When we first arrived, we saw a floating ball moving through the water. Rick took a closer look and realized it was a receiver of some sort. Being from Topsail Beach, naturally we think of sea turtles! Rick asked a dock hand if the receiver was attached to a sea turtle, and he said no, it was tethered to a manatee that had been under observation and was thought to be sick. We didn’t think much more of it until today.
We saw a few people congregating on the dock opposite ours, so we went to see what was going on. There was a manatee rescue boat filled with volunteers in wet suits. They had come to trap the manatee and take him out of the water for observation and to move him to warmer waters. Like sea turtles, they can become cold stunned, and that is basically what was wrong with this guy. As we’ve mentioned, it has been unseasonably cold here for the past week or so.
Below is a series of photos of the rescue. First, they very slowly surrounded him and netted him with a large seine net. He seemed very lethargic (which I think is normal for manatees) until he came in contact with the net and then he gave a feeble fight, stirring up the water a bit. After a relatively short time, he gave up and they were able to lift him onto the back of the boat with much effort. A volunteer not involved in the physical rescue of this mammal was on the dock answering questions. She said this manatee weighed in at about 1000 pounds when they last had him captured, but it appears he has lost a substantial amount of weight since then (I’m not sure how long ago that was). He was rescued in the Bahamas where they found him to be sickly, and was transported to Florida because DNA tests showed that he belonged in Florida. He had been released, with transmitter tethered to his tail.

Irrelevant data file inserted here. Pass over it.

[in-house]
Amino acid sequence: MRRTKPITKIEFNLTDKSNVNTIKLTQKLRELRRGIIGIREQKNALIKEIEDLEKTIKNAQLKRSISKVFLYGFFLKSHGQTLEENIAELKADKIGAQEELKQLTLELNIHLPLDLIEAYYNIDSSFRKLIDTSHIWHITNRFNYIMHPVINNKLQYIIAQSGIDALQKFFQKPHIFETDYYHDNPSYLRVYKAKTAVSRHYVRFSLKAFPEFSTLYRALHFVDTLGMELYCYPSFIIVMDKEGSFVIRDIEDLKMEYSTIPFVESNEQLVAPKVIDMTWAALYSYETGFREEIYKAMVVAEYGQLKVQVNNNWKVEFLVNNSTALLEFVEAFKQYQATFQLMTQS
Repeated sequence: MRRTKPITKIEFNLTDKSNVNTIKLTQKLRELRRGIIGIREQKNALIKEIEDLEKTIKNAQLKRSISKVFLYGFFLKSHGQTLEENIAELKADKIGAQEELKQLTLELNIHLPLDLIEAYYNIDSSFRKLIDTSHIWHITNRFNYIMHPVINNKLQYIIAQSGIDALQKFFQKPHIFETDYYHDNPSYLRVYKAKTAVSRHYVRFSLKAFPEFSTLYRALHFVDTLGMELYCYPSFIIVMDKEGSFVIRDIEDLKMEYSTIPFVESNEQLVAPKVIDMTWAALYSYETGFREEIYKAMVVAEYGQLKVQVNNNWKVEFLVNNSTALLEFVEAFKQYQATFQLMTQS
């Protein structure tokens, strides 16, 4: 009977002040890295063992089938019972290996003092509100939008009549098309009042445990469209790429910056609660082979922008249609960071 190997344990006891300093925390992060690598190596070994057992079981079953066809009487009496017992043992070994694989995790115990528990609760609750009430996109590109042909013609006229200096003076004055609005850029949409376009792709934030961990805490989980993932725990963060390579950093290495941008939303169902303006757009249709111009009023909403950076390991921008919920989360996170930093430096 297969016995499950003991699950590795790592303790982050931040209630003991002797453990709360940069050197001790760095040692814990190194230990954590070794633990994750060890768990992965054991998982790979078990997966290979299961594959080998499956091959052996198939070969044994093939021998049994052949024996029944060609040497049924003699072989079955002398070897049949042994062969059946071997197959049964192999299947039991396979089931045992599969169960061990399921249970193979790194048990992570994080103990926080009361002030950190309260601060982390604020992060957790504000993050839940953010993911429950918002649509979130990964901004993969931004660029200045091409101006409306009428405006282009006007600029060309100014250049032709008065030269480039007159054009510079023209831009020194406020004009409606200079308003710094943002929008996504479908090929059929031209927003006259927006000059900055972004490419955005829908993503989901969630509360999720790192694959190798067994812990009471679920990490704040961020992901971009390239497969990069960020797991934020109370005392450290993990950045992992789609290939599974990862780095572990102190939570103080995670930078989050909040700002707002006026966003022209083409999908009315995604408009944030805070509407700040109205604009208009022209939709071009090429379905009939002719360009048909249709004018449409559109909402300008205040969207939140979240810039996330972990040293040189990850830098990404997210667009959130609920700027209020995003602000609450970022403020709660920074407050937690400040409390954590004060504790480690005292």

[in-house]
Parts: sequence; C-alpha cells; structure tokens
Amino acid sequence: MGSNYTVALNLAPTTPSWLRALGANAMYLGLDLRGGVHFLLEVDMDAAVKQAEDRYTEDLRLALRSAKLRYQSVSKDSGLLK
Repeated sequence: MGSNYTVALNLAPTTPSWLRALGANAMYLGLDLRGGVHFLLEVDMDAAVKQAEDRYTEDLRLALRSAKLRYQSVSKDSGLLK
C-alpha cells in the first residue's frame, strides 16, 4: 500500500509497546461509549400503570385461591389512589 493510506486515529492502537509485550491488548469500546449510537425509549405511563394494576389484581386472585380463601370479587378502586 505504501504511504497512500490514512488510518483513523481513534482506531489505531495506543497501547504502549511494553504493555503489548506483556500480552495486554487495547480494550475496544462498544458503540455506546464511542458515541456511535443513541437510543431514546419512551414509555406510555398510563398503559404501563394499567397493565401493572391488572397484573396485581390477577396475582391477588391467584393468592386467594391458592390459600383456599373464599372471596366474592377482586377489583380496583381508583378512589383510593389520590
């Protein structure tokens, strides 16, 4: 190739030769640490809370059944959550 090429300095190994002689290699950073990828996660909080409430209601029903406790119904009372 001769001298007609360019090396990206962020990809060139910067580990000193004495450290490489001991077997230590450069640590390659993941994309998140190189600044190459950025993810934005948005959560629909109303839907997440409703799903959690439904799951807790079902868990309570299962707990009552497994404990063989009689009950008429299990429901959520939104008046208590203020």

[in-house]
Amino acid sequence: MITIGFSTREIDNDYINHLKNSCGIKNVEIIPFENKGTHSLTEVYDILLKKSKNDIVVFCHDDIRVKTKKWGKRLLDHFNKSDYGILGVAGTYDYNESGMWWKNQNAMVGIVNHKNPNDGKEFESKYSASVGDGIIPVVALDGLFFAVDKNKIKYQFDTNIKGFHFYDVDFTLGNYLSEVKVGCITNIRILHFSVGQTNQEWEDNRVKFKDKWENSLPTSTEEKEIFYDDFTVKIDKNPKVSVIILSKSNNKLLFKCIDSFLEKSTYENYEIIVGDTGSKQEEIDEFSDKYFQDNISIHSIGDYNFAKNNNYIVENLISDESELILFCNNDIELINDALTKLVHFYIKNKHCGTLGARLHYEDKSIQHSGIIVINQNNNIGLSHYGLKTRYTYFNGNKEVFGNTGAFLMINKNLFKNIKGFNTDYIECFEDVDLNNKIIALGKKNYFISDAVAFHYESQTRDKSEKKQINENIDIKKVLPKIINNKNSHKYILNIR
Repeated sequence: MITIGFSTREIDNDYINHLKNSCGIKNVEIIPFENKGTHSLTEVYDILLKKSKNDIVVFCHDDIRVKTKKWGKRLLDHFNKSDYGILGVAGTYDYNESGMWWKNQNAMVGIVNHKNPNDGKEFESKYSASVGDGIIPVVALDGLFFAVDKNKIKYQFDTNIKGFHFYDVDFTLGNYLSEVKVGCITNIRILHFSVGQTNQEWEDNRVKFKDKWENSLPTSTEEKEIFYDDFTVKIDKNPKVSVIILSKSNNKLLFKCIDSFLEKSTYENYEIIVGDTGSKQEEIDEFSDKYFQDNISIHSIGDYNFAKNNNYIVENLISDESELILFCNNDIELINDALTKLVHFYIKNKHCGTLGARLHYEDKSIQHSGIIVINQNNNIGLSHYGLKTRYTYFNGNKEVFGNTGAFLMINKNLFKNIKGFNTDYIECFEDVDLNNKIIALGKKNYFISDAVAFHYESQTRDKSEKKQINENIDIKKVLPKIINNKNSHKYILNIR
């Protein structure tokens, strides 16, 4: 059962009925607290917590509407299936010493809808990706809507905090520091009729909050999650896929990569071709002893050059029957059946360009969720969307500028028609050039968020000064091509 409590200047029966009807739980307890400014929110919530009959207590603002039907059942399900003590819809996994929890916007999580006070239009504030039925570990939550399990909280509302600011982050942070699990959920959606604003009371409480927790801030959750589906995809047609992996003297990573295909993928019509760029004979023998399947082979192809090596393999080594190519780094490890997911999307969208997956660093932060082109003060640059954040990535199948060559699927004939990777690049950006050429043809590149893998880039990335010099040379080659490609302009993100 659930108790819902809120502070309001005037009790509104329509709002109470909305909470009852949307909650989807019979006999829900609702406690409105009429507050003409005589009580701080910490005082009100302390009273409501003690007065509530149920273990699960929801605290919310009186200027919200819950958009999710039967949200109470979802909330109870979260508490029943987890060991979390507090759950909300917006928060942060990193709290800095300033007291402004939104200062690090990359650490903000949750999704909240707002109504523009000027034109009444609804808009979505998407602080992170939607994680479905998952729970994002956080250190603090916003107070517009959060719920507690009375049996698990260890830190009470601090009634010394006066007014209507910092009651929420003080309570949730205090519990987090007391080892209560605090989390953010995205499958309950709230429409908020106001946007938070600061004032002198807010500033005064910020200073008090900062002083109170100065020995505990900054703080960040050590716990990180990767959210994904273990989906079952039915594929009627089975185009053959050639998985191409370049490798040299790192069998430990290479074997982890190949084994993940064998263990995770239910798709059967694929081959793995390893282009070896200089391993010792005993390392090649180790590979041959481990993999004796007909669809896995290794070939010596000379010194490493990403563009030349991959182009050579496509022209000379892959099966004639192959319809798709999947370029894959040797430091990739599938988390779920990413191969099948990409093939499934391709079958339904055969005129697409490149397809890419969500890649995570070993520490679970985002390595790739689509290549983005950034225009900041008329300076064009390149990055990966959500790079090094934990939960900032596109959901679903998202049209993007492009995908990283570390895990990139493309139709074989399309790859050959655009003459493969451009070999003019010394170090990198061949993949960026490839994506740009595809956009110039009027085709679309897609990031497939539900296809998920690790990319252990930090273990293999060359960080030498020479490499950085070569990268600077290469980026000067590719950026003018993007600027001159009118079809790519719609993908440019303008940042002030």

When he was seen in the protected basin here at Port St. Joe someone reported him as being here, and with the extreme cold weather he had become severely weakened. They will transport him to a treatment facility hopefully for just a few days, and then will re-release him farther south in Crystal River. If it is determined that he cannot be released into the wild again, he will take up residence at a zoo that is also a treatment facility.
The rescue effort took approximately 20 minutes from start to finish. As soon as they had the manatee on board a veterinarian was checking him with his stethoscope. At the same time, the volunteers were covering him with a protective foil blanket to hold in heat. All were very calm. There was no cheering. The observers were asked to please be quiet.
Take notice of how the boat has been adapted for rescue: the stern folds down flat so they can pull these massive animals on board without having to lift them over the gunwale or transom. Once the animal is on board, it folds back up. The motor is near the front of the boat so as to be out of the way of the rescue effort.
We felt like this was a once in a lifetime experience. How lucky we were to be here to see this so closely!